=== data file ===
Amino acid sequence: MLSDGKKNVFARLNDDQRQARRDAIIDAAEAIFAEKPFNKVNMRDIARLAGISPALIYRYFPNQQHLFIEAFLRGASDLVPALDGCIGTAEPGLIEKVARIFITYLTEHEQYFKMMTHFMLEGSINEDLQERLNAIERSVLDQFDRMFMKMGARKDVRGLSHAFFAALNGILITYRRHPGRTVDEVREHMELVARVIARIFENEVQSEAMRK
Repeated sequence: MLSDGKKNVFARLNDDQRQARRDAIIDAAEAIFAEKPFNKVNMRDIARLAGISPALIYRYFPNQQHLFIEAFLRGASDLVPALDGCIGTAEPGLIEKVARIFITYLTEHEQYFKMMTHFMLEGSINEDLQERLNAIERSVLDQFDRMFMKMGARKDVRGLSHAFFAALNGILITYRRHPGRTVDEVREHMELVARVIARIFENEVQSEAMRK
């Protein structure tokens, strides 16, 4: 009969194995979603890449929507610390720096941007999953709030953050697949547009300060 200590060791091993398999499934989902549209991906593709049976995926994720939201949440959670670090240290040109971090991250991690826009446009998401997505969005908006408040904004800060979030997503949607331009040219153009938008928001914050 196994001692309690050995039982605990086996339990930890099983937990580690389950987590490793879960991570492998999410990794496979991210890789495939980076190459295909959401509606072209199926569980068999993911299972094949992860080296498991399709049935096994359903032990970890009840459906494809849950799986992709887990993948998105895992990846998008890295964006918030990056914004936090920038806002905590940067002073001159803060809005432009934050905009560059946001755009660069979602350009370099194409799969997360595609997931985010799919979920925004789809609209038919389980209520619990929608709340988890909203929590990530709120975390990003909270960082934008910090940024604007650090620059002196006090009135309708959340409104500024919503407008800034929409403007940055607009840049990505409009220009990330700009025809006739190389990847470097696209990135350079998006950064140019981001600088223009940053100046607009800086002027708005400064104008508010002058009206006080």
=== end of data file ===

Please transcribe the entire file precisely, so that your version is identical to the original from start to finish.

Amino acid sequence: MLSDGKKNVFARLNDDQRQARRDAIIDAAEAIFAEKPFNKVNMRDIARLAGISPALIYRYFPNQQHLFIEAFLRGASDLVPALDGCIGTAEPGLIEKVARIFITYLTEHEQYFKMMTHFMLEGSINEDLQERLNAIERSVLDQFDRMFMKMGARKDVRGLSHAFFAALNGILITYRRHPGRTVDEVREHMELVARVIARIFENEVQSEAMRK
Repeated sequence: MLSDGKKNVFARLNDDQRQARRDAIIDAAEAIFAEKPFNKVNMRDIARLAGISPALIYRYFPNQQHLFIEAFLRGASDLVPALDGCIGTAEPGLIEKVARIFITYLTEHEQYFKMMTHFMLEGSINEDLQERLNAIERSVLDQFDRMFMKMGARKDVRGLSHAFFAALNGILITYRRHPGRTVDEVREHMELVARVIARIFENEVQSEAMRK
């Protein structure tokens, strides 16, 4: 009969194995979603890449929507610390720096941007999953709030953050697949547009300060 200590060791091993398999499934989902549209991906593709049976995926994720939201949440959670670090240290040109971090991250991690826009446009998401997505969005908006408040904004800060979030997503949607331009040219153009938008928001914050 196994001692309690050995039982605990086996339990930890099983937990580690389950987590490793879960991570492998999410990794496979991210890789495939980076190459295909959401509606072209199926569980068999993911299972094949992860080296498991399709049935096994359903032990970890009840459906494809849950799986992709887990993948998105895992990846998008890295964006918030990056914004936090920038806002905590940067002073001159803060809005432009934050905009560059946001755009660069979602350009370099194409799969997360595609997931985010799919979920925004789809609209038919389980209520619990929608709340988890909203929590990530709120975390990003909270960082934008910090940024604007650090620059002196006090009135309708959340409104500024919503407008800034929409403007940055607009840049990505409009220009990330700009025809006739190389990847470097696209990135350079998006950064140019981001600088223009940053100046607009800086002027708005400064104008508010002058009206006080």